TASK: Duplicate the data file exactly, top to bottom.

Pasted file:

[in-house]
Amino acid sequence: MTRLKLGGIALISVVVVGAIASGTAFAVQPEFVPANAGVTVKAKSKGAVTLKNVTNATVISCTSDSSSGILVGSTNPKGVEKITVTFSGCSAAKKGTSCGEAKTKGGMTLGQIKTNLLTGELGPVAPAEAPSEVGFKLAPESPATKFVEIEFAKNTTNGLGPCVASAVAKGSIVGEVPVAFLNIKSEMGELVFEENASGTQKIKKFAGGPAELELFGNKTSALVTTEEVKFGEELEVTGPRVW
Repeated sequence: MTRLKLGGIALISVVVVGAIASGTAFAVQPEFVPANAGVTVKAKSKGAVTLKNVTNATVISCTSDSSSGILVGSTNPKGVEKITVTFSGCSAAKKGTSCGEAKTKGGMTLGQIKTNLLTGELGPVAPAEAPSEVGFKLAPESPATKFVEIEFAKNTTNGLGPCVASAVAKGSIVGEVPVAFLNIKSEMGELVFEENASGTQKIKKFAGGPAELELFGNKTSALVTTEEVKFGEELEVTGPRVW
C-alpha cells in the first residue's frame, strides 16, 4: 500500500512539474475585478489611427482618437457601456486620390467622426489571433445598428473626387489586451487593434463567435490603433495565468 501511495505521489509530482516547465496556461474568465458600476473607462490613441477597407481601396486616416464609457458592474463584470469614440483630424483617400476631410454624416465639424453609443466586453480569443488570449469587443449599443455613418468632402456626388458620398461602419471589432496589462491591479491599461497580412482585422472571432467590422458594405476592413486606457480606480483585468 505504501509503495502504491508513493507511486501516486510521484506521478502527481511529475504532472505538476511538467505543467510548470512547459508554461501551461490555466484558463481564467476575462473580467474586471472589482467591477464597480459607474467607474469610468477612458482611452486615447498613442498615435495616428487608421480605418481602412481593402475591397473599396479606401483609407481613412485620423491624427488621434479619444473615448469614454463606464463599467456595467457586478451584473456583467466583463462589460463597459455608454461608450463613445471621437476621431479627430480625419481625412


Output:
[in-house]
Amino acid sequence: MTRLKLGGIALISVVVVGAIASGTAFAVQPEFVPANAGVTVKAKSKGAVTLKNVTNATVISCTSDSSSGILVGSTNPKGVEKITVTFSGCSAAKKGTSCGEAKTKGGMTLGQIKTNLLTGELGPVAPAEAPSEVGFKLAPESPATKFVEIEFAKNTTNGLGPCVASAVAKGSIVGEVPVAFLNIKSEMGELVFEENASGTQKIKKFAGGPAELELFGNKTSALVTTEEVKFGEELEVTGPRVW
Repeated sequence: MTRLKLGGIALISVVVVGAIASGTAFAVQPEFVPANAGVTVKAKSKGAVTLKNVTNATVISCTSDSSSGILVGSTNPKGVEKITVTFSGCSAAKKGTSCGEAKTKGGMTLGQIKTNLLTGELGPVAPAEAPSEVGFKLAPESPATKFVEIEFAKNTTNGLGPCVASAVAKGSIVGEVPVAFLNIKSEMGELVFEENASGTQKIKKFAGGPAELELFGNKTSALVTTEEVKFGEELEVTGPRVW
C-alpha cells in the first residue's frame, strides 16, 4: 500500500512539474475585478489611427482618437457601456486620390467622426489571433445598428473626387489586451487593434463567435490603433495565468 501511495505521489509530482516547465496556461474568465458600476473607462490613441477597407481601396486616416464609457458592474463584470469614440483630424483617400476631410454624416465639424453609443466586453480569443488570449469587443449599443455613418468632402456626388458620398461602419471589432496589462491591479491599461497580412482585422472571432467590422458594405476592413486606457480606480483585468 505504501509503495502504491508513493507511486501516486510521484506521478502527481511529475504532472505538476511538467505543467510548470512547459508554461501551461490555466484558463481564467476575462473580467474586471472589482467591477464597480459607474467607474469610468477612458482611452486615447498613442498615435495616428487608421480605418481602412481593402475591397473599396479606401483609407481613412485620423491624427488621434479619444473615448469614454463606464463599467456595467457586478451584473456583467466583463462589460463597459455608454461608450463613445471621437476621431479627430480625419481625412